Follow TV Tropes


Creator / Lisa Mason

Go To

Lisa Mason (born 1953) is an American writer of science fiction. She lives in Sausalito, California with the artist Tom Robinson and their cats. She is a vegetarian, and has worked as a lawyer. Most of her novels take place in the vicinity of San Francisco, California, either in the future, or in the past through Time Travel, some of them may be recognised as Cyberpunk. Robinson often designs art for her novels. She has been recently revising and re-releasing her older and shorter works for electronic devices.



  • Arachne (1990)
  • Summer of Love (1994) - revised as Summer of Love, a Time Travel (2011)
  • Cyberweb (1995)
  • The Golden Nineties (1995) - revised as The Gilded Age, a Time Travel (2012)
  • Pangaea I: Imperium without End (1999)
  • Pangaea II: Imperium Aflame (2000)
  • Tesla: A Worthy of His Time, A Screenplay (2011)
  • The Garden of Abracadabra (2012)

Short fiction

  • Arachne (Omni, 1987)
  • Future Law (1987)
  • Deus Ex Machina (1988)
  • Guardian (1988)
  • The Onionmancer (1989)
  • Tomorrow's Child (1989)
  • Hummers (1991)
  • Stripper (1991)
  • Destination (1992)
  • Daughter of the Tao (1995)
  • Every Mystery Unexplained (1995)
  • Felicitas (1995)
  • Transformation and the Postmodern Identity Crisis (Fantastic Alice 1995)
  • The Sixty-Third Anniversary of Hysteria (1995)
  • The Hanged Man (1996)
  • U F uh-O, A Sci Fi Comedy (2011)



  • Journey of the Heart (1991)
  • Read This (The New York review of Science Fiction, 1994)


  • Philip K. Dick Award - Best Novel nominee 1994 : Summer of Love

Tropes applying to her work include:

  • Adaptation Name Change: When revising Summer of Love for Kindle, Susan Stein became Susan Bell, and other character names were changed as well.
  • Affectionate Pickpocket: In The Golden Nineties, one of the main characters meets a woman on the ferry into San Francisco, who claims to be seasick and asks if she can lean on him. After the boat docks, she disappears along with his wallet.
  • Alternate Timeline: In The Golden Nineties.
  • Cyberpunk: Arachne and Cyberweb.
  • Fantastic Caste System: In the Pangaea novels, the Imperium is built on a complex network of "purities," where one's status is determined by one's pure and subpure.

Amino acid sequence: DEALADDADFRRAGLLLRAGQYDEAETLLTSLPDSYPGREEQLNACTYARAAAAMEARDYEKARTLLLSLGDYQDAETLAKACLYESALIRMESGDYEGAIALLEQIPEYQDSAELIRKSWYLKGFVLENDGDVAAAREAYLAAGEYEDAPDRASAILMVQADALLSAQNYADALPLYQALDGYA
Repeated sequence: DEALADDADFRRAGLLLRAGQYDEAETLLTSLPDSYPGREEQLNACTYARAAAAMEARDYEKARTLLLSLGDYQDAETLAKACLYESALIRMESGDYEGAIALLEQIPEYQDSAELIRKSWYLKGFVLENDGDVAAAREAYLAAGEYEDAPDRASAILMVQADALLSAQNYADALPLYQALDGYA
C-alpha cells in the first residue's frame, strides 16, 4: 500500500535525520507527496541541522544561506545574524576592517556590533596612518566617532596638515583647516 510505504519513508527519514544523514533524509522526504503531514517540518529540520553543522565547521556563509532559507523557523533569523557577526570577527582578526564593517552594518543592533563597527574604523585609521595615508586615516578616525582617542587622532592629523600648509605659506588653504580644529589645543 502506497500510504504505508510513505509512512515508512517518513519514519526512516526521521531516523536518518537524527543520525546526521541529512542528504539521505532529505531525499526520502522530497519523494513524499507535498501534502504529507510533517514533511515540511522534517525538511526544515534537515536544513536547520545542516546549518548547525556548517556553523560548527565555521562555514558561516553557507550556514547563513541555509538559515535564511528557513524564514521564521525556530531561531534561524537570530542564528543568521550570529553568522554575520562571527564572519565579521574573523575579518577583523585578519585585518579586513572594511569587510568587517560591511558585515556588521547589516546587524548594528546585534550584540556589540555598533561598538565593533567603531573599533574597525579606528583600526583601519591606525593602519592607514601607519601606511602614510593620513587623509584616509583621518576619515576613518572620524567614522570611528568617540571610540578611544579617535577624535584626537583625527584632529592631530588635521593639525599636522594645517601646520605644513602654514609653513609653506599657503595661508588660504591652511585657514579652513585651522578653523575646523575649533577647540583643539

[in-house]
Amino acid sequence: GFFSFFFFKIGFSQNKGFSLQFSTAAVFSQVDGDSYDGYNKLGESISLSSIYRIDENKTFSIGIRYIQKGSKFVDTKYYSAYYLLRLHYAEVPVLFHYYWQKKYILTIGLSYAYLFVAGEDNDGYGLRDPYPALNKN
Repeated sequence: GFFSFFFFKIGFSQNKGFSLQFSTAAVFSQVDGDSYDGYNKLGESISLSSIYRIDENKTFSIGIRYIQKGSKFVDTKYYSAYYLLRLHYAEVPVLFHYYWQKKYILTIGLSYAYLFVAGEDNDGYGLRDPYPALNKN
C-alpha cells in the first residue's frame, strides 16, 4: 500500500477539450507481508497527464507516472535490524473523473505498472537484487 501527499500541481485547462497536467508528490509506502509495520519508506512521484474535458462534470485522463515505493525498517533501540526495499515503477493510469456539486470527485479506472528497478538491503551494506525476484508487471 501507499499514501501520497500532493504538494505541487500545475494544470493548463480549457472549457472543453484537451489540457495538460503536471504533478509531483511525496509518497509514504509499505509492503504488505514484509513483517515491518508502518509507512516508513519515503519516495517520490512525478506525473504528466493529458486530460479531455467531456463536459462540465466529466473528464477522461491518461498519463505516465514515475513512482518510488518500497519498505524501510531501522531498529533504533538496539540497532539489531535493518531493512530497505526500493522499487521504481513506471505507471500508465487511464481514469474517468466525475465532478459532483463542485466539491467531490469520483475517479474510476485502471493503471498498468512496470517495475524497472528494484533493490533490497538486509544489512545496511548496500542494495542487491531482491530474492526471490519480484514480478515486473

• Advertisement:
  • Fun with Acronyms: Luxon Institute for Superluminal Applications or LISA.
  • Future Slang: Compared with 60s Hippie Slang in Summer of Love.
  • Open Mouth, Insert Foot: In "Transformation and the Postmodern Identity Crisis", Alice is continually saying things that come across as insensitive to one or another of the assembled Wonderland denizens. "Oh, excuse me" is practically her catch phrase.
  • Population Control: The future in Summer of Love has a lottery for who can and cannot have children, but includes the concept of "skip-children", where frustrated parents can put their combined DNA in a bank to be born decades or centuries later, to be raised by a descendant.
  • Science Marches On: Somewhat. Very lucky to have worked Spider motifs into Arachne, before the World Wide Web caught on.
  • Set Right What Once Went Wrong: Both the Time Travel novels.
  • Time Travel Escape: Part of the backstory of the founder of Time Travel. She goes back to save a homeless woman she hit with her car when she was a kid.
  • Used Future: Her Cyberpunk novels.
  • Uterine Replicator: In Pangaea, children are conceived through artificial insemination and grown to viability in these.
  • Voice with an Internet Connection: "Muse" in The Golden Nineties, a voice AI which is implanted in the protagonist's head when she goes back in time, to keep her on her mission.


How well does it match the trope?

Example of:


Media sources: